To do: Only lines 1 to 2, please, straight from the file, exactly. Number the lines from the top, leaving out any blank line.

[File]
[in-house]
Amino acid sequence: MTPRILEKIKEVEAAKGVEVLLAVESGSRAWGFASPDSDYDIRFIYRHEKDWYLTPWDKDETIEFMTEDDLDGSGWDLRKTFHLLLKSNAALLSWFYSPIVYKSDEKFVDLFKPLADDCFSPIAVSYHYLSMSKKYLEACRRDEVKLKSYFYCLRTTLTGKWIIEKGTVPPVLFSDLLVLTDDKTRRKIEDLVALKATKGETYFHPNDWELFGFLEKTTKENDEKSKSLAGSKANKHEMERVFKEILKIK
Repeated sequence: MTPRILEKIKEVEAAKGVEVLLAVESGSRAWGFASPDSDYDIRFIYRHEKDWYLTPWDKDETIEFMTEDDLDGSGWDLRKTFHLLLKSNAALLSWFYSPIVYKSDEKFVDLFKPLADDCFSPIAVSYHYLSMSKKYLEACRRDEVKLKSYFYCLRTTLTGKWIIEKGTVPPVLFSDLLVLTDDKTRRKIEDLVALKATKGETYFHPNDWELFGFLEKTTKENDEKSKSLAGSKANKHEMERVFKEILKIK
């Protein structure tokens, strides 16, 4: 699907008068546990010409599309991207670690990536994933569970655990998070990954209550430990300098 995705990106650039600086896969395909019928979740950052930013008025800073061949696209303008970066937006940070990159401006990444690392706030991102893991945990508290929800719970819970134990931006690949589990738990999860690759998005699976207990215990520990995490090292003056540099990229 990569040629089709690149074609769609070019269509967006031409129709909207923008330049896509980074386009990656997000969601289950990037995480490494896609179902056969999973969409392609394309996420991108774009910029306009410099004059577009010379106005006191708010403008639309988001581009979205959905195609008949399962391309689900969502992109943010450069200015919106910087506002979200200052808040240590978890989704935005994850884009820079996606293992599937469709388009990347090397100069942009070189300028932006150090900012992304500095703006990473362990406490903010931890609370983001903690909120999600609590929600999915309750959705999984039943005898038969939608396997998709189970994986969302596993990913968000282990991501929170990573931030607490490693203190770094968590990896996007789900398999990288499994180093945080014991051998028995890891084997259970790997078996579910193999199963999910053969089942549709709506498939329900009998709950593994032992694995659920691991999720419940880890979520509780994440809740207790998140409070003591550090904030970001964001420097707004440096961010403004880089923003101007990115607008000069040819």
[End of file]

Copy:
[in-house]
Amino acid sequence: MTPRILEKIKEVEAAKGVEVLLAVESGSRAWGFASPDSDYDIRFIYRHEKDWYLTPWDKDETIEFMTEDDLDGSGWDLRKTFHLLLKSNAALLSWFYSPIVYKSDEKFVDLFKPLADDCFSPIAVSYHYLSMSKKYLEACRRDEVKLKSYFYCLRTTLTGKWIIEKGTVPPVLFSDLLVLTDDKTRRKIEDLVALKATKGETYFHPNDWELFGFLEKTTKENDEKSKSLAGSKANKHEMERVFKEILKIK